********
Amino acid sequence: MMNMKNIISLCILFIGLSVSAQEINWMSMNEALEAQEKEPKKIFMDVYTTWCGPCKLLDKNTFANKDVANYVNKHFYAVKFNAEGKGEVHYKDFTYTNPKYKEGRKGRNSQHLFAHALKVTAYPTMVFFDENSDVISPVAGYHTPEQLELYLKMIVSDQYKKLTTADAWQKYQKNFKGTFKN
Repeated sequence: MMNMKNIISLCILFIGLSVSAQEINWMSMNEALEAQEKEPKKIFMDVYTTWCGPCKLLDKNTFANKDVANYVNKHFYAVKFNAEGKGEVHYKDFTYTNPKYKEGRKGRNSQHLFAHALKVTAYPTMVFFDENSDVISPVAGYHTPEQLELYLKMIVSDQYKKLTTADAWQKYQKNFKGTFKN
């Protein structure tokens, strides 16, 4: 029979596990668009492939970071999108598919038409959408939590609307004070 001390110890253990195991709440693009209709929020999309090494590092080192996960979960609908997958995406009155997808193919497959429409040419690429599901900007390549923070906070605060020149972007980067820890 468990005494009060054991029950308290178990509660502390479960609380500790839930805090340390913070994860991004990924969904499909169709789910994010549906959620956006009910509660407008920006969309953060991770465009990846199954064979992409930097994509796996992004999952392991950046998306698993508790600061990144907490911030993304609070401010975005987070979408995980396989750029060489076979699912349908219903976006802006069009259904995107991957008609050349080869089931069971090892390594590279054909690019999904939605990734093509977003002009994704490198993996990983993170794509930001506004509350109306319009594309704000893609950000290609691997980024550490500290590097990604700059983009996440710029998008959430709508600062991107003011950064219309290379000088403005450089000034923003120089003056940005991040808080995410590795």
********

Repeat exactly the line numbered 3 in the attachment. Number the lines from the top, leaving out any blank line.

């Protein structure tokens, strides 16, 4: 029979596990668009492939970071999108598919038409959408939590609307004070 001390110890253990195991709440693009209709929020999309090494590092080192996960979960609908997958995406009155997808193919497959429409040419690429599901900007390549923070906070605060020149972007980067820890 468990005494009060054991029950308290178990509660502390479960609380500790839930805090340390913070994860991004990924969904499909169709789910994010549906959620956006009910509660407008920006969309953060991770465009990846199954064979992409930097994509796996992004999952392991950046998306698993508790600061990144907490911030993304609070401010975005987070979408995980396989750029060489076979699912349908219903976006802006069009259904995107991957008609050349080869089931069971090892390594590279054909690019999904939605990734093509977003002009994704490198993996990983993170794509930001506004509350109306319009594309704000893609950000290609691997980024550490500290590097990604700059983009996440710029998008959430709508600062991107003011950064219309290379000088403005450089000034923003120089003056940005991040808080995410590795």